YOU ARE HERE: LAT HomeCollections


Abbie Cornish falls for Keats in 'Bright Star'

The Australian's turn as the romantic poet's love Fanny Brawne shows a strength and maturity despite her youth in Jane Campion's film.

September 13, 2009|Rachel Abramowitz

The 19th century gentlewoman Fanny Brawne might have been lost to history were it not for her love affair with the great romantic poet John Keats. Most certainly, Brawne would have been lost to the Twitterati generation were it not for 27-year-old Abbie Cornish's interpretation of her in Jane Campion's "Bright Star," which chronicles her attachment to Keats, who died of tuberculosis at 25. The film opens Friday.

"They seemed like two peas in a pod," Cornish says of the couple. "The sense of humor, the sensitivity that was in her was also in him. That was a very rare thing to run into a man like that for her. She grew up in the country. She was just very enthralled by his zest and enthusiasm, and his appreciation of beauty and the smaller things."

As portrayed by Cornish, Brawne is young in years but not in maturity, and is filled with unexpressed brio. From her first audition, Cornish brought unusual strength to the role, says Campion, who has created vivid female characters in such films as "Sweetie," "An Angel at My Table" and the Oscar-winning "The Piano."

"She was very different from the way others played the character. They were scared, a little wounded," says Campion, explaining that Cornish played Brawne "mentally very healthy. A little young. A little bit of a fashionista, a little ridiculous. Then [Fanny] found her moral courage and strength. She falls in love. It was very winning. You look back on the audition tape and couldn't watch it without falling in love with her."

On a recent Saturday morning, Cornish showed up for tea at the Chateau Marmont, not far from her home in Los Angeles, where she's lived for the last year. She wears a simple black structured sundress, her hair freshly washed, and radiates a kind of farm-fresh wholesomeness.

It turns out Cornish actually grew up on a 170-acre farm along with four siblings and a brood of animals, including a baby kangaroo that slept in a sling hung from her doorknob. "Casey Rooster was his name. It was like having a dog in kangaroo form. You could call him from across the paddock and he'd come bounding up and follow you around," she says with a laugh.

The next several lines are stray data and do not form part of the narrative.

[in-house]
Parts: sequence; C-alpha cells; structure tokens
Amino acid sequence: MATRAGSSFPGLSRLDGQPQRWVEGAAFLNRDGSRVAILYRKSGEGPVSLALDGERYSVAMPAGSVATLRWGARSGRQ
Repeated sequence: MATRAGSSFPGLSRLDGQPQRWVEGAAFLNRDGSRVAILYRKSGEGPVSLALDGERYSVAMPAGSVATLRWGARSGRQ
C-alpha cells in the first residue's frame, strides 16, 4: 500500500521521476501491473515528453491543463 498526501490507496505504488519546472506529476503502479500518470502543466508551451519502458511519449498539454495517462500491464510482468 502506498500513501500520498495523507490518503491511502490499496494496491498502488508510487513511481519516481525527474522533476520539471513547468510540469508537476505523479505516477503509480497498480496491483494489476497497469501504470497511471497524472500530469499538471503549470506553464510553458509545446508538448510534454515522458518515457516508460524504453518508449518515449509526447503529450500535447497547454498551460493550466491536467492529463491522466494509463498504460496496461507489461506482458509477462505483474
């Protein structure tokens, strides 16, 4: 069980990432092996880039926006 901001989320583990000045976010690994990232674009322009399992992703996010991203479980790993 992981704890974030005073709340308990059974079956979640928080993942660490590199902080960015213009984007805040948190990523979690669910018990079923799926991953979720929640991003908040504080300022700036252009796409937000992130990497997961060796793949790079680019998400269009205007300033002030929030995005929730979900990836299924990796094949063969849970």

She also seems possessed by a free-spirited, independent quality. This is a girl who stumbled into acting after winning a modeling contest as a teenager, worked in Australian TV, and then upon high school graduation, traveled alone through Europe and America.

"The only time I felt any sort of fear or realization of what I was doing was after my mum dropped me off at the airport," she says. "My mum is so strong and she had tears in her eyes. As a child when you see tears in a mother's eyes, it makes you think."

"I think she shows an incredible amount of independence for someone so young," Campion says. "Fanny is very similar to Abbie. She takes her own advice. She goes against the perceived wisdom of her friends."

Cornish did return from her travels in one piece, and seized the attention of the Australian film industry with her first major role in 2004's "Somersault." In it, she plays Heidi, a sexually inquisitive teenager who runs away from home, a part imbued with an unexpected and heartbreaking curiosity.

Cornish serendipitously found her way into the character when she came across a huge concave metal semicircle -- an art installation at a local gallery. As she walked toward it, she watched her various reflections in the metallic surface and felt the instinct to let out a little song -- "Coo-ee," which vibrated and echoed. "I was like, 'This is so Heidi. She'd sit here and make weird noises and play with it.' I then explored this art exploration as the character. It was such a huge key into her mind frame, and it just came from nowhere.

"Sometimes you have this puzzle" -- a character -- "and you force pieces in," she explains. Other parts are "researched or are history, or what other people tell you. Sometimes, it's just, 'I don't know.' They shift and slide and when you're open to it, it all seems to fall in place."

For Fanny Brawne, Cornish went to the books, specifically Brawne's letters to Keats' sister, and her diary. "That was an incredible love for her. The pain of his death never went away."

There was also, of course, Keats' poetry -- including the work that inspired the film's title, which reads in part: "Bright Star, would I were steadfast as thou art" -- and his letters to Brawne.

"You read them and it melts your heart and spurs your imagination," says Cornish, though she adds, "you do as much research and experimentation as you can until you feel like that character is in your mind, your spirit, your skin and your body, and then you trust it and let it go. You let the moments be what they are."


Los Angeles Times Articles